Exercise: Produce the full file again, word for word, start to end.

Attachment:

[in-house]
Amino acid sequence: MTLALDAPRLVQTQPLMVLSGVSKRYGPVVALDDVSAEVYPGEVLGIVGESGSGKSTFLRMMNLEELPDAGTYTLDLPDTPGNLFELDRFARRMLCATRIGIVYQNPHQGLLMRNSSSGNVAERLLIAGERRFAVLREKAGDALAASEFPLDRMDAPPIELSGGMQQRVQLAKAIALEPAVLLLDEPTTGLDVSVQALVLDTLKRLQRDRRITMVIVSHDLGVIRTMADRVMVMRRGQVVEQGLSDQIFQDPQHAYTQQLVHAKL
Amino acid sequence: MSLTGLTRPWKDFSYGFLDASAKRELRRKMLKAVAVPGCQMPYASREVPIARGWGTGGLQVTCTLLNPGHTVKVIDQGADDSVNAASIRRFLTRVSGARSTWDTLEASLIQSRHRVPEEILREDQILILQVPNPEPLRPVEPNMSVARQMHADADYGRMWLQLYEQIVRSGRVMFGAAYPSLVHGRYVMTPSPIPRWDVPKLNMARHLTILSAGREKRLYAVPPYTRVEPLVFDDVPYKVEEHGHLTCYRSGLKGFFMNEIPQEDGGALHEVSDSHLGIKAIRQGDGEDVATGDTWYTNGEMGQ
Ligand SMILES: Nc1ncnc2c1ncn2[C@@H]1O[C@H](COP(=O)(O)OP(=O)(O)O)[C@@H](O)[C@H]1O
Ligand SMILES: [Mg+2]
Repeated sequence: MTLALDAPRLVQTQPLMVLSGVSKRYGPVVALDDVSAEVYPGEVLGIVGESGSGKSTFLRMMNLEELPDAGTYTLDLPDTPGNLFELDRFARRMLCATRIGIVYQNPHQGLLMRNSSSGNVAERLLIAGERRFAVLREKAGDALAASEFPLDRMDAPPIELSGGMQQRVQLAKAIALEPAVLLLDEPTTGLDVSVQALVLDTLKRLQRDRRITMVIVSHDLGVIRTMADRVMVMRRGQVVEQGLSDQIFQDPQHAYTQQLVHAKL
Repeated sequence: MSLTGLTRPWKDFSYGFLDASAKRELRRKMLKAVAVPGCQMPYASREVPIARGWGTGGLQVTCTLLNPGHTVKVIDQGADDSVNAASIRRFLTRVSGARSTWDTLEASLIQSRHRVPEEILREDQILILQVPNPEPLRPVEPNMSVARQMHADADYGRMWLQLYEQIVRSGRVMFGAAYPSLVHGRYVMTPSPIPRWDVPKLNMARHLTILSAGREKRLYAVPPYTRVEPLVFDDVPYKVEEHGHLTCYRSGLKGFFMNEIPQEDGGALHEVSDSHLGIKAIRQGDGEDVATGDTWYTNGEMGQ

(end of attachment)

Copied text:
[in-house]
Amino acid sequence: MTLALDAPRLVQTQPLMVLSGVSKRYGPVVALDDVSAEVYPGEVLGIVGESGSGKSTFLRMMNLEELPDAGTYTLDLPDTPGNLFELDRFARRMLCATRIGIVYQNPHQGLLMRNSSSGNVAERLLIAGERRFAVLREKAGDALAASEFPLDRMDAPPIELSGGMQQRVQLAKAIALEPAVLLLDEPTTGLDVSVQALVLDTLKRLQRDRRITMVIVSHDLGVIRTMADRVMVMRRGQVVEQGLSDQIFQDPQHAYTQQLVHAKL
Amino acid sequence: MSLTGLTRPWKDFSYGFLDASAKRELRRKMLKAVAVPGCQMPYASREVPIARGWGTGGLQVTCTLLNPGHTVKVIDQGADDSVNAASIRRFLTRVSGARSTWDTLEASLIQSRHRVPEEILREDQILILQVPNPEPLRPVEPNMSVARQMHADADYGRMWLQLYEQIVRSGRVMFGAAYPSLVHGRYVMTPSPIPRWDVPKLNMARHLTILSAGREKRLYAVPPYTRVEPLVFDDVPYKVEEHGHLTCYRSGLKGFFMNEIPQEDGGALHEVSDSHLGIKAIRQGDGEDVATGDTWYTNGEMGQ
Ligand SMILES: Nc1ncnc2c1ncn2[C@@H]1O[C@H](COP(=O)(O)OP(=O)(O)O)[C@@H](O)[C@H]1O
Ligand SMILES: [Mg+2]
Repeated sequence: MTLALDAPRLVQTQPLMVLSGVSKRYGPVVALDDVSAEVYPGEVLGIVGESGSGKSTFLRMMNLEELPDAGTYTLDLPDTPGNLFELDRFARRMLCATRIGIVYQNPHQGLLMRNSSSGNVAERLLIAGERRFAVLREKAGDALAASEFPLDRMDAPPIELSGGMQQRVQLAKAIALEPAVLLLDEPTTGLDVSVQALVLDTLKRLQRDRRITMVIVSHDLGVIRTMADRVMVMRRGQVVEQGLSDQIFQDPQHAYTQQLVHAKL
Repeated sequence: MSLTGLTRPWKDFSYGFLDASAKRELRRKMLKAVAVPGCQMPYASREVPIARGWGTGGLQVTCTLLNPGHTVKVIDQGADDSVNAASIRRFLTRVSGARSTWDTLEASLIQSRHRVPEEILREDQILILQVPNPEPLRPVEPNMSVARQMHADADYGRMWLQLYEQIVRSGRVMFGAAYPSLVHGRYVMTPSPIPRWDVPKLNMARHLTILSAGREKRLYAVPPYTRVEPLVFDDVPYKVEEHGHLTCYRSGLKGFFMNEIPQEDGGALHEVSDSHLGIKAIRQGDGEDVATGDTWYTNGEMGQ